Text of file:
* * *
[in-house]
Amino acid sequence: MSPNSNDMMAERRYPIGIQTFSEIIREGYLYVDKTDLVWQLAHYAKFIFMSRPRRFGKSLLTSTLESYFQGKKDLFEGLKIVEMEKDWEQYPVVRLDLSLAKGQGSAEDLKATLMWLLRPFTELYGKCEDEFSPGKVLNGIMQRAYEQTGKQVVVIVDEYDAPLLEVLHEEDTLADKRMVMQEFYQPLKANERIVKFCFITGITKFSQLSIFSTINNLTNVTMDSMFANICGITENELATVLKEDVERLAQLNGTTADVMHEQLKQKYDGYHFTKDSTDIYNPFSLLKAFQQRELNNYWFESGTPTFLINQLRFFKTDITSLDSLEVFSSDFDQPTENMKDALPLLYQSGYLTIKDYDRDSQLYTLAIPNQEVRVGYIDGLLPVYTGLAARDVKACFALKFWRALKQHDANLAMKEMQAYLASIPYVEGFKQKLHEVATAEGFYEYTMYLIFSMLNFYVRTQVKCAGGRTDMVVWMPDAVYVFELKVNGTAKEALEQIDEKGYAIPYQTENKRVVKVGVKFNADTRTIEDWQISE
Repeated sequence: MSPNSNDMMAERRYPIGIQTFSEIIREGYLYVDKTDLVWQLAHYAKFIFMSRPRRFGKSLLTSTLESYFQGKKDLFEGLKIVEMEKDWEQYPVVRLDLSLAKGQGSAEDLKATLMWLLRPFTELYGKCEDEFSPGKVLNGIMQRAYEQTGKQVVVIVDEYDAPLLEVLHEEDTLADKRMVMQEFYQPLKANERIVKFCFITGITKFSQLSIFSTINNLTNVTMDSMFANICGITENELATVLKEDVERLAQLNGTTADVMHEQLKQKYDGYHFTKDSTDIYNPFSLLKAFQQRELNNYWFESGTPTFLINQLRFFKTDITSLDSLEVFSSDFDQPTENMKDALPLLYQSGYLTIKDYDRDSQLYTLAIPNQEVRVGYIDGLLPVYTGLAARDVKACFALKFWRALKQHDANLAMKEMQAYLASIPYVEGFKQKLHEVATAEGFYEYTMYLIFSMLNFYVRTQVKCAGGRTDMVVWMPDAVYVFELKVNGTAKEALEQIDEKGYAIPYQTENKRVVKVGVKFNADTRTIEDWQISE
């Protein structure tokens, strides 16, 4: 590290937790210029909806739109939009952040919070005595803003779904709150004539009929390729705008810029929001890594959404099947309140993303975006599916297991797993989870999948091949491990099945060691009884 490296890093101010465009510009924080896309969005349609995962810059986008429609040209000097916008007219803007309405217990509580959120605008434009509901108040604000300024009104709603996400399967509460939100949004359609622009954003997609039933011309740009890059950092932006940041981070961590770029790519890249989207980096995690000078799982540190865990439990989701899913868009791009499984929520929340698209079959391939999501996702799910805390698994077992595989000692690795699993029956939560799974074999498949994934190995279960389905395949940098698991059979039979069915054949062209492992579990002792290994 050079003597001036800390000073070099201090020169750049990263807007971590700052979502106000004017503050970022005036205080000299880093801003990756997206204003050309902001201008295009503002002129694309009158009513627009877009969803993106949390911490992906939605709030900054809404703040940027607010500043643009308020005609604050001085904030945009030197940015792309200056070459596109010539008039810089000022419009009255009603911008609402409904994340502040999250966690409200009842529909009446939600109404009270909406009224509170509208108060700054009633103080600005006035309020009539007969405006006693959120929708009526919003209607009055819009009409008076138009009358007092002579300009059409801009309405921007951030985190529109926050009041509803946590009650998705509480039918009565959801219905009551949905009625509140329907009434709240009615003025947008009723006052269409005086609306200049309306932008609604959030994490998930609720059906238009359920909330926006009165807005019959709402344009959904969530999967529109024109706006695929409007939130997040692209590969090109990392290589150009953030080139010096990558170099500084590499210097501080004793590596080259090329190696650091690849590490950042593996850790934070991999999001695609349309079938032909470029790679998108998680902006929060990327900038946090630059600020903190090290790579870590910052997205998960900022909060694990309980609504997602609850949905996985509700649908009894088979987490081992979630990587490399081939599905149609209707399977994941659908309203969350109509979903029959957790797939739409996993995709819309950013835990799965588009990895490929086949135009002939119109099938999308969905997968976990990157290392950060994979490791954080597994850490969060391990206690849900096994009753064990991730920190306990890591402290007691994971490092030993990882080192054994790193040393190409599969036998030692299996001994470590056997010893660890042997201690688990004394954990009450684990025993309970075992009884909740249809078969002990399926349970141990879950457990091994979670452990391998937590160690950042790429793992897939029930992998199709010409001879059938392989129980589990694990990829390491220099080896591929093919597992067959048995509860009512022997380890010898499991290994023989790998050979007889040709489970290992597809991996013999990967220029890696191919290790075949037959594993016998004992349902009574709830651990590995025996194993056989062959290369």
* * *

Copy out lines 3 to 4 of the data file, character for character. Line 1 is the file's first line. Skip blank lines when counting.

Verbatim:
Repeated sequence: MSPNSNDMMAERRYPIGIQTFSEIIREGYLYVDKTDLVWQLAHYAKFIFMSRPRRFGKSLLTSTLESYFQGKKDLFEGLKIVEMEKDWEQYPVVRLDLSLAKGQGSAEDLKATLMWLLRPFTELYGKCEDEFSPGKVLNGIMQRAYEQTGKQVVVIVDEYDAPLLEVLHEEDTLADKRMVMQEFYQPLKANERIVKFCFITGITKFSQLSIFSTINNLTNVTMDSMFANICGITENELATVLKEDVERLAQLNGTTADVMHEQLKQKYDGYHFTKDSTDIYNPFSLLKAFQQRELNNYWFESGTPTFLINQLRFFKTDITSLDSLEVFSSDFDQPTENMKDALPLLYQSGYLTIKDYDRDSQLYTLAIPNQEVRVGYIDGLLPVYTGLAARDVKACFALKFWRALKQHDANLAMKEMQAYLASIPYVEGFKQKLHEVATAEGFYEYTMYLIFSMLNFYVRTQVKCAGGRTDMVVWMPDAVYVFELKVNGTAKEALEQIDEKGYAIPYQTENKRVVKVGVKFNADTRTIEDWQISE
């Protein structure tokens, strides 16, 4: 590290937790210029909806739109939009952040919070005595803003779904709150004539009929390729705008810029929001890594959404099947309140993303975006599916297991797993989870999948091949491990099945060691009884 490296890093101010465009510009924080896309969005349609995962810059986008429609040209000097916008007219803007309405217990509580959120605008434009509901108040604000300024009104709603996400399967509460939100949004359609622009954003997609039933011309740009890059950092932006940041981070961590770029790519890249989207980096995690000078799982540190865990439990989701899913868009791009499984929520929340698209079959391939999501996702799910805390698994077992595989000692690795699993029956939560799974074999498949994934190995279960389905395949940098698991059979039979069915054949062209492992579990002792290994 050079003597001036800390000073070099201090020169750049990263807007971590700052979502106000004017503050970022005036205080000299880093801003990756997206204003050309902001201008295009503002002129694309009158009513627009877009969803993106949390911490992906939605709030900054809404703040940027607010500043643009308020005609604050001085904030945009030197940015792309200056070459596109010539008039810089000022419009009255009603911008609402409904994340502040999250966690409200009842529909009446939600109404009270909406009224509170509208108060700054009633103080600005006035309020009539007969405006006693959120929708009526919003209607009055819009009409008076138009009358007092002579300009059409801009309405921007951030985190529109926050009041509803946590009650998705509480039918009565959801219905009551949905009625509140329907009434709240009615003025947008009723006052269409005086609306200049309306932008609604959030994490998930609720059906238009359920909330926006009165807005019959709402344009959904969530999967529109024109706006695929409007939130997040692209590969090109990392290589150009953030080139010096990558170099500084590499210097501080004793590596080259090329190696650091690849590490950042593996850790934070991999999001695609349309079938032909470029790679998108998680902006929060990327900038946090630059600020903190090290790579870590910052997205998960900022909060694990309980609504997602609850949905996985509700649908009894088979987490081992979630990587490399081939599905149609209707399977994941659908309203969350109509979903029959957790797939739409996993995709819309950013835990799965588009990895490929086949135009002939119109099938999308969905997968976990990157290392950060994979490791954080597994850490969060391990206690849900096994009753064990991730920190306990890591402290007691994971490092030993990882080192054994790193040393190409599969036998030692299996001994470590056997010893660890042997201690688990004394954990009450684990025993309970075992009884909740249809078969002990399926349970141990879950457990091994979670452990391998937590160690950042790429793992897939029930992998199709010409001879059938392989129980589990694990990829390491220099080896591929093919597992067959048995509860009512022997380890010898499991290994023989790998050979007889040709489970290992597809991996013999990967220029890696191919290790075949037959594993016998004992349902009574709830651990590995025996194993056989062959290369």